In 2005 Pfeifer, referring to statements by Tapp and Entenmann, stated "In recent years, Quincy’s Hmong History of People has been strongly critiqued by key scholars of Hmong and Asian Studies".[12] Tapp described Hmong: History of a People as "extraordinarily inaccurate and utterly misleading", a "wretched paperback", and a "sorry publication".[13] Entenmann concluded that Tapp's assessments were "fully justified."[11]

In his 1989 review Downing concluded that "Quincy is to be congratulated for making a comprehensive, ideologically neutral, and readable overview of Hmong history available in English of the first time."[6] Downing stated that Quincy "has created a narrative that makes easy and interesting reading".[3] Downing argued that the book should have explained the name "Miao" as it was used in China,[3] since there are many different ethnic groups that speak the Miao languages, which Downing compares to the situations of the German people, Anglo-Saxons, and Vikings as being a part of a larger group.[6] Downing added that there were "minor errors of fact and typography".[6]


Pfeifer stated that many academics and students who read Hmong: History of a People circulated Quincy's theory on the Hmong coming from Siberia.[12] Anne Fadiman used this book as a source for the sections on Hmong history in her book, The Spirit Catches You and You Fall Down. She stated "Were I citing the source of each detail, Quincy's name would attach itself to nearly every sentence in the pages on the Hmong in China."[2] Fadiman's book cited the Quincy Siberian theory.[12] Entenmann wrote that because of the reliance on Quincy's book, Fadiman's book propagated the mistaken idea that Sonom was a Hmong king.[4]



  1. ^ a b "Government Department" (). Eastern Washington University. December 6, 1998. Retrieved on July 12, 2014. "H. Keith Quincy (Ph.D. Claremont Colleges) Political theory, Viet Nam, American politics."
  2. ^ a b Fadiman, Anne. The Spirit Catches You and You Fall Down. Macmillan Publishers. September 30, 1998. ISBN 1429931116, 9781429931113., p. 295.
  3. ^ a b c d e f g h i Downing, p. 398 (Archive).
  4. ^ a b c d Entenmann, p. 1.
  5. ^ "EWURA_Sept08.pdf Learn About Hmong with Quincy’s Books" (Archive). The Golden Eagle Call. Eastern Washington University Retirees Association, September 2008. Retrieved on July 12, 2014. "Keith Quincy, PhD, retired faculty member from EWU’s Department of Government, has co-authored Der, an incredible true account of the magical birth of a Hmong child who brings hope to his father and his people in a time of war and unimaginable human struggle.[...]"
  6. ^ a b c d e Downing, p. 399.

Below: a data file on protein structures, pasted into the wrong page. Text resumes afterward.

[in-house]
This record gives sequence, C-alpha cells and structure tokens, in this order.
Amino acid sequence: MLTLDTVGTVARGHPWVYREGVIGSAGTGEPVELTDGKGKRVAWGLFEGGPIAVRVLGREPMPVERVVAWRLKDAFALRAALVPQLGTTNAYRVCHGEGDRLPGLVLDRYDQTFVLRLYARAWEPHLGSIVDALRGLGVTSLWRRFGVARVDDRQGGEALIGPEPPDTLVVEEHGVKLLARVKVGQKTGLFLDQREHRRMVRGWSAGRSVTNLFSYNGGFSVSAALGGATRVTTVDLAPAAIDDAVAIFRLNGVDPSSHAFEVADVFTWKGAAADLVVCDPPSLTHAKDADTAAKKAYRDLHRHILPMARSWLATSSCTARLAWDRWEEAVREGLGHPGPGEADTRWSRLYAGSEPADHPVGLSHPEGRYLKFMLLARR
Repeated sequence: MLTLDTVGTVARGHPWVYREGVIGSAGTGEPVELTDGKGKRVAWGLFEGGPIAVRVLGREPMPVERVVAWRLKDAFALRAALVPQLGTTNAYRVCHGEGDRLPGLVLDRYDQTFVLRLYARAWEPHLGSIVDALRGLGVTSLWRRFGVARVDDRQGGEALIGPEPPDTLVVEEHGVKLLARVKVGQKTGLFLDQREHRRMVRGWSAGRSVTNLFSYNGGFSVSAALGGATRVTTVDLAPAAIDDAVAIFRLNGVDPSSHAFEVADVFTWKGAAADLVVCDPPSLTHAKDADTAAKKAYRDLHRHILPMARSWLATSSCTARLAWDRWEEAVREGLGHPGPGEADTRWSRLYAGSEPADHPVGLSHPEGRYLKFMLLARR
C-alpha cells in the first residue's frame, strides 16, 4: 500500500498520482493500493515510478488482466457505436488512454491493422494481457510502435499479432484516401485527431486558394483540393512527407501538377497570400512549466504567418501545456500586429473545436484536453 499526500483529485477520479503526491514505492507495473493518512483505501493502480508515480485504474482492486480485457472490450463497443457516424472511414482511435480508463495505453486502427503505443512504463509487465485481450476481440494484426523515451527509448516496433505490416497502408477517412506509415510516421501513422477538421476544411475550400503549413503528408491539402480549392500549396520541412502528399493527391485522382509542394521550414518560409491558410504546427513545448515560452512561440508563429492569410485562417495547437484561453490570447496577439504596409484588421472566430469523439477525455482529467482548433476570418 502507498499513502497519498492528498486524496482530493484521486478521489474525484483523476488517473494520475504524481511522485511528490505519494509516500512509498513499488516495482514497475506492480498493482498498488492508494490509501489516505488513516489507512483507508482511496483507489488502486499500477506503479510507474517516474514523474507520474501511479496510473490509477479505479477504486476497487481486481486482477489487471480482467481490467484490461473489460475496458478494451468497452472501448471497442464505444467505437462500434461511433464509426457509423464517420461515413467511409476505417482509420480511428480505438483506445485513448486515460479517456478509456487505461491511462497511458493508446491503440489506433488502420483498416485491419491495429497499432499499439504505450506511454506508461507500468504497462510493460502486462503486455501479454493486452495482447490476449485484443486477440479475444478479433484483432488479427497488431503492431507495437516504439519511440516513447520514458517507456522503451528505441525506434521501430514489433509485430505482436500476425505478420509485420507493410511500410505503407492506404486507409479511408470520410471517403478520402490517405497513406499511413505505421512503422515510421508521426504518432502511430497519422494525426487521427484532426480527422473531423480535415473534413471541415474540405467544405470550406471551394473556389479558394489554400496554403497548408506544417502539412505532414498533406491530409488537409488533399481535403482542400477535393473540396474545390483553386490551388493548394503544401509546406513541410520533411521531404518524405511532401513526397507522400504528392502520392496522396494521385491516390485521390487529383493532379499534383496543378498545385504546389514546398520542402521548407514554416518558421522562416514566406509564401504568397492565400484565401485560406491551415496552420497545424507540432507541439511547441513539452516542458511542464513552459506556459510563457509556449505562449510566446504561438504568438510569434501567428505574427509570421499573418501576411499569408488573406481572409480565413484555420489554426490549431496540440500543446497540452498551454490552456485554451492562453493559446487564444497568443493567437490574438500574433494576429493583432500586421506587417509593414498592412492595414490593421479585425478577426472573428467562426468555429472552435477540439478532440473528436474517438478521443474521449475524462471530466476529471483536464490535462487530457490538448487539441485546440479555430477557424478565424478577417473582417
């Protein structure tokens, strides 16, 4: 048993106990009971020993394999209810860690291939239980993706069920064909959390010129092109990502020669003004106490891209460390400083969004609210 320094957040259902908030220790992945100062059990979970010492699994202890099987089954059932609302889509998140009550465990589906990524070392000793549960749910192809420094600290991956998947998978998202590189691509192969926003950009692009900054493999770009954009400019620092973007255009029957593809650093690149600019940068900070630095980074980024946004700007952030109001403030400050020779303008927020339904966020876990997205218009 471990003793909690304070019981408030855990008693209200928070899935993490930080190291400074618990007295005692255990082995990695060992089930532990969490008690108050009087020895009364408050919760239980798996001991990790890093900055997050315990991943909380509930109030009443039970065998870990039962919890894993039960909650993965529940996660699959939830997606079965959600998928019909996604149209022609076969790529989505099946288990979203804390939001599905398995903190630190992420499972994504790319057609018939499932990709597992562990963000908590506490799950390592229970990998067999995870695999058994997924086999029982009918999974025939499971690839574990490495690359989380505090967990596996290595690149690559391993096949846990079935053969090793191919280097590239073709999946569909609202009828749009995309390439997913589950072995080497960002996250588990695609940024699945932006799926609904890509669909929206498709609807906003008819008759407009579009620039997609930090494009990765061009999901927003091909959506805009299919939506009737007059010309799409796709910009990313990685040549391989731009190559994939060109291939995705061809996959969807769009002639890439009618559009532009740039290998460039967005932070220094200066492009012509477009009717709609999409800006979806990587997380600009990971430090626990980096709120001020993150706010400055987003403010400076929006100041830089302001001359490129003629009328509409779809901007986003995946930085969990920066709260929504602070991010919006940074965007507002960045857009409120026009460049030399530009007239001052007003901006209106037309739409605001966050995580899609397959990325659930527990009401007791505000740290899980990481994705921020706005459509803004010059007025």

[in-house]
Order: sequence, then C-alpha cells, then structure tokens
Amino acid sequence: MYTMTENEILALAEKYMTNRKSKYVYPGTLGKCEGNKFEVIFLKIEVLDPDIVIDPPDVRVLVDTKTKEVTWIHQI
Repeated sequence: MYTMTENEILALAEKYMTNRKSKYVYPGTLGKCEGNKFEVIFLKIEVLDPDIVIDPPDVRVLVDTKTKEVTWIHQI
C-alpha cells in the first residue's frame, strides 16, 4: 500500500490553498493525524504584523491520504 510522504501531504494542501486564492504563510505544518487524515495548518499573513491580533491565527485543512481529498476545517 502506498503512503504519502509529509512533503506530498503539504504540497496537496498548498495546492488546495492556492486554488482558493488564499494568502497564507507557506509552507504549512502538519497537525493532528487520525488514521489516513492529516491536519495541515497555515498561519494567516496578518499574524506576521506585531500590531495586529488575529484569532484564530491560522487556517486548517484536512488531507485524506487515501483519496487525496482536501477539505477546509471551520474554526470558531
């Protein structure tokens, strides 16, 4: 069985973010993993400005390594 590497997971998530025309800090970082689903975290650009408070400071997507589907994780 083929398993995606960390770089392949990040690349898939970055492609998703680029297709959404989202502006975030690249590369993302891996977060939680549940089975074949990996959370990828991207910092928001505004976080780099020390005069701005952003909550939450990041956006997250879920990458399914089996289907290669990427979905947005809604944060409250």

7. ^ a b c d e f g Entenmann, p. 5.
  8. ^ a b Entenmann, p. 12.
  9. ^ a b c Entenmann, p. 6.
  10. ^ Entenmann, p. 4.
  11. ^ a b Entenmann, p. 14. "30 Herbert A. Giles, A Chinese-English Dictionary, 2nd ed. (Shanghai: Kelly & Walsh, 1912), p. 973. "Miaozi 苗子" — which has a pejorative connotation — must be distinguished from "Miaozu 苗族" (Miao nationality), which does not." and "33 Nicholas Tapp's harsh criticism of the book as "extraordinarily inaccurate and utterly misleading" is fully justified. See his review essay, "The State of Hmong Studies," in Nicholas Tapp, Jean Michaud, Christian Culas, and Gary Yia Lee, eds. Hmong/Miao in Asia (Chiangmai: Silkworm Books, 2004). "
  12. ^ a b c d Pfeifer, p. 5.
  13. ^ a b c d Tapp, p. 18. "If one could bear it, one might summon strength to look through the extraordinarily inaccurate and utterly misleading publication by one "political philosopher" (certainly not a historian!), Keith Quincy, called Hmong: History of[...]" (See view #1 of Google Books snippet), and "[...]repeats the long disproved missionary myth that because of the peculiarity of blonde hair and blue eyes among some Hmong they must have originated from Siberia, without apparently ever having heard of albinism (or considering the more recent effects of Hmong liaisons with Westerners). This sorry publication (Quincy 1988) includes an absolutely extraordinary five pages about a Hmong kingdom which supposedly existed from 400 to 900 AD, which is presented as absolute fact although there is not a single shred of historical evidence to justify it. Moreover, this wretched paperback describes[...]despite the fact that there is no mention of "Hmong" in any historical record: since there is not even any traditional Chinese character for writing the word "Hmong," how could[...]" (Snippet #2)
  14. ^ Pfeifer, p. 6. "Tapp notes that some of the information used by Quincy to document the Siberian theory was based on long disproved missionary myths pertaining to a supposed high rate of albinism in the Hmong population"

Further reading[edit]

  • Yates, C. L. "Asia & Oceania -- Hmong, history of a people by Keith Quincy." CHOICE, ISSN 0009-4978, 07/1996, Volume 33, Issue 11-12, p. 1848.